LDAP login name format:
Select "Use user's email" when authenticating using the user's e-mail address
Select "Use distinguished name" when authenticating using the user's fully distinguished name (default)
Select "Use field name" when authenticating using a defined LDAP attribute. Note that this LDAP attribute must be mapped to a corresponding eDirectory attribute in the LDAP server's group object.
LDAP contexts: Click the Insert button and enter the eDirectory container in which your User objects reside. This is where iChain will search for users when they attempt to authenticate. (This is how iChain provides contextless login. You can list multiple containers here.)
Click OK to close the "LDAP Options" window, then click OK to close the "Authentication" window. Click on the Apply button in the bottom-left corner of the main iChain Proxy Services Configuration screen to save your changes.
Configuring Web Server Accelerators
In this sense, an "accelerator" is a Web server that your iChain Proxy Server is fronting. One iChain proxy appliance can front multiple Web servers (accelerators), and you can list multiple Web servers on the Web Server Accelerator screen (see Figure 8).
The iChain Proxy Services Configuration "Web Server Accelerator" page.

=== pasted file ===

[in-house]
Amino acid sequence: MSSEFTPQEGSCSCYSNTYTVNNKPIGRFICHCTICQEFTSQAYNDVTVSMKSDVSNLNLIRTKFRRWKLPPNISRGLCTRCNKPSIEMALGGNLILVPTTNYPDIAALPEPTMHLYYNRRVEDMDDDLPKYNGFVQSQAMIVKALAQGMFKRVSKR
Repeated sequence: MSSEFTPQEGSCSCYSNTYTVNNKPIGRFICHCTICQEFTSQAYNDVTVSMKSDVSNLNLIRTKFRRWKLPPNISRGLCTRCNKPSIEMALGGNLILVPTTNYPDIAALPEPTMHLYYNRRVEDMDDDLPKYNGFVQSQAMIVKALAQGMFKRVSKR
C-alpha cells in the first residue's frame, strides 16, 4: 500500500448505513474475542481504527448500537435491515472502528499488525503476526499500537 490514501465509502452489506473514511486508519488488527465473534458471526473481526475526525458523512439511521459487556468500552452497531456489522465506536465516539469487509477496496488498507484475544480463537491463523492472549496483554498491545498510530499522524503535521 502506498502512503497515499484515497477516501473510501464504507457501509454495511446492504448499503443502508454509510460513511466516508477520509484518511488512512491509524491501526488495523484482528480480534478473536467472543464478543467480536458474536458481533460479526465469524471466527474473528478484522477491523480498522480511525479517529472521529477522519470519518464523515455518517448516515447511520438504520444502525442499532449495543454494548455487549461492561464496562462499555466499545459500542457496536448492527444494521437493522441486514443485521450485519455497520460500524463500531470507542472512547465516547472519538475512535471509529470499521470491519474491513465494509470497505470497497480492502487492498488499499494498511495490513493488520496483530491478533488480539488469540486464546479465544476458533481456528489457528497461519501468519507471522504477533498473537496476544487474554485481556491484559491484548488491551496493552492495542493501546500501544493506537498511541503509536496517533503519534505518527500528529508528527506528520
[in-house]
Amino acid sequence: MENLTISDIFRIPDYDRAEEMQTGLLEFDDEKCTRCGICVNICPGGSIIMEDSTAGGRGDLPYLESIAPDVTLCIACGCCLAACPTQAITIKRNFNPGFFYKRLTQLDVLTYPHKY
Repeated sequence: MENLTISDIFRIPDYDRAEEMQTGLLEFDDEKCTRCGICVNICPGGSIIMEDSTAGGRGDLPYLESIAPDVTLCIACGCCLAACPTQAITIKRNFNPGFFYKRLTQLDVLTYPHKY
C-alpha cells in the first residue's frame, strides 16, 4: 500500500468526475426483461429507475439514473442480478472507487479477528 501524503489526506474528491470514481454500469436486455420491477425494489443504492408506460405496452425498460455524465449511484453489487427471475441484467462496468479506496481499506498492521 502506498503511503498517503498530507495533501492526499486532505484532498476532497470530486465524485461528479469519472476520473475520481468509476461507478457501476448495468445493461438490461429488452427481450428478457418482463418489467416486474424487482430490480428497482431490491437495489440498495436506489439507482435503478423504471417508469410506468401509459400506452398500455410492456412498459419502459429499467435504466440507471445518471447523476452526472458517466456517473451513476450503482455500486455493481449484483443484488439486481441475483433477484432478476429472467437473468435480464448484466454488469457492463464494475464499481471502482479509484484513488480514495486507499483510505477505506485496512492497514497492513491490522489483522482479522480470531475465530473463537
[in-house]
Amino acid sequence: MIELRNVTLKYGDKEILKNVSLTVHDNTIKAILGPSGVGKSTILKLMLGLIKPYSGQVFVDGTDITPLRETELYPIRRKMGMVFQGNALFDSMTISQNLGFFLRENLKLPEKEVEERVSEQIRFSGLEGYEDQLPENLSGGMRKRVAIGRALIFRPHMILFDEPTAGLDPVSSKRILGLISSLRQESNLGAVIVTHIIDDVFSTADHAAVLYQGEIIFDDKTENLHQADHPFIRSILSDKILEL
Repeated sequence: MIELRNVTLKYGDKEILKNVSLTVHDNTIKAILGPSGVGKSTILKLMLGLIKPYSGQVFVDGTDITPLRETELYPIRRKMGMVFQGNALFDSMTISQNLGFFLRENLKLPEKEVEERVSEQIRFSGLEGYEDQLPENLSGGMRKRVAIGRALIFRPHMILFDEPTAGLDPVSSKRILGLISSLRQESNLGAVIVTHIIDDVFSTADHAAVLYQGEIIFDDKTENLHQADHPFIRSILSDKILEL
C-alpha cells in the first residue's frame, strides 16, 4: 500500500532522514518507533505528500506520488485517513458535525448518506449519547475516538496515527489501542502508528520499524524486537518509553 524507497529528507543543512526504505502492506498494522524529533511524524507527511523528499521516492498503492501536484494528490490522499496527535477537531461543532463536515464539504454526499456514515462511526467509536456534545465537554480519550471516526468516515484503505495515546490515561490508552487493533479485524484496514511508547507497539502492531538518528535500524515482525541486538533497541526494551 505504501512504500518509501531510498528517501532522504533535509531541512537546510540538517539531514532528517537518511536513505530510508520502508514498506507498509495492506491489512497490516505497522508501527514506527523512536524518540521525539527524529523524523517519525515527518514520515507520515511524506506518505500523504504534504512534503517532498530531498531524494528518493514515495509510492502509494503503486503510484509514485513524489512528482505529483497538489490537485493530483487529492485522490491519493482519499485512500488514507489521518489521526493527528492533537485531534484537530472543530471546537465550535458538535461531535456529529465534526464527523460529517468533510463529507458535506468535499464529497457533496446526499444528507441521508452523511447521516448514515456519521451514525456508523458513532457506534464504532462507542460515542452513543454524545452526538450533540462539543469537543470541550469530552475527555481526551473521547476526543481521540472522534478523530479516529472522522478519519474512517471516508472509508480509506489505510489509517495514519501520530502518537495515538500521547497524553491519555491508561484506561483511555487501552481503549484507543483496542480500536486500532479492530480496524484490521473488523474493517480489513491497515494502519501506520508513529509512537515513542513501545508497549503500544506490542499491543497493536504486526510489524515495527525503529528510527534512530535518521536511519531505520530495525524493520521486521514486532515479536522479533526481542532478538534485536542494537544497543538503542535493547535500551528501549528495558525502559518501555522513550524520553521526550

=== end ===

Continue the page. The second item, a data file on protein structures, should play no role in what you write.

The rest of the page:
From the Web Server Accelerator page, click the Insert button to create a new accelerator. You will see the screen shown in Figure 9.
The "Web Server Accelerator" dialog box.
Fill in the information on this screen as follows:
Make sure the "Enable this accelerator" checkbox is checked.
Name: Enter the name of the accelerator. This is simply a descriptive name you will use to reference this accelerator.
DNS name: Enter the public DNS name (not the IP address) that users will use to get to your Web server (through the proxy). Your Web servers will actually have private IP addresses, probably on a private network, that users will not be able to access directly because those Web servers are fronted by the proxy. The proxy will have a public DNS name and IP address assigned to it (besides its own administrative IP address) that it listens for and then routes traffic through itself to the private Web server IP address(s) which it can access even though the users can't access the private ("real") Web server addresses directly.
Accept the defaults for everything else, except as noted below.
Web server addresses: Click the Insert button and enter the "real" (private) IP address of the Web server.